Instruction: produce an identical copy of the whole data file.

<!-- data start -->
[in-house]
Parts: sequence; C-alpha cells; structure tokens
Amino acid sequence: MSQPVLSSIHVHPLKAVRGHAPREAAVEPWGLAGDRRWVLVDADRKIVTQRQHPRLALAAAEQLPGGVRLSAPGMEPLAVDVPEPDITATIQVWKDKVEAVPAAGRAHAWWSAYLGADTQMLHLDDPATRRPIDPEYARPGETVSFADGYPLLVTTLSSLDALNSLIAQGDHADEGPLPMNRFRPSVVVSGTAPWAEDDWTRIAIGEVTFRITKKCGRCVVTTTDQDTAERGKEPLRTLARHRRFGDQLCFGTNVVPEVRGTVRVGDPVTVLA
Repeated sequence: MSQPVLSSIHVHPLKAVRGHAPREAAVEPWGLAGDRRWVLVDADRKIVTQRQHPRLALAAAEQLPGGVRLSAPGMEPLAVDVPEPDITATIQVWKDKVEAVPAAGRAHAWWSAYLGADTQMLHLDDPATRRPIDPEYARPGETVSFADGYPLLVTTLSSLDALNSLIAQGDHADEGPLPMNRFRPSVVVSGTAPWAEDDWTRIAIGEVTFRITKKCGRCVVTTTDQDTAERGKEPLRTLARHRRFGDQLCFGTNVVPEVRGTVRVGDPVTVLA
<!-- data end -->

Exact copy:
[in-house]
Parts: sequence; C-alpha cells; structure tokens
Amino acid sequence: MSQPVLSSIHVHPLKAVRGHAPREAAVEPWGLAGDRRWVLVDADRKIVTQRQHPRLALAAAEQLPGGVRLSAPGMEPLAVDVPEPDITATIQVWKDKVEAVPAAGRAHAWWSAYLGADTQMLHLDDPATRRPIDPEYARPGETVSFADGYPLLVTTLSSLDALNSLIAQGDHADEGPLPMNRFRPSVVVSGTAPWAEDDWTRIAIGEVTFRITKKCGRCVVTTTDQDTAERGKEPLRTLARHRRFGDQLCFGTNVVPEVRGTVRVGDPVTVLA
Repeated sequence: MSQPVLSSIHVHPLKAVRGHAPREAAVEPWGLAGDRRWVLVDADRKIVTQRQHPRLALAAAEQLPGGVRLSAPGMEPLAVDVPEPDITATIQVWKDKVEAVPAAGRAHAWWSAYLGADTQMLHLDDPATRRPIDPEYARPGETVSFADGYPLLVTTLSSLDALNSLIAQGDHADEGPLPMNRFRPSVVVSGTAPWAEDDWTRIAIGEVTFRITKKCGRCVVTTTDQDTAERGKEPLRTLARHRRFGDQLCFGTNVVPEVRGTVRVGDPVTVLA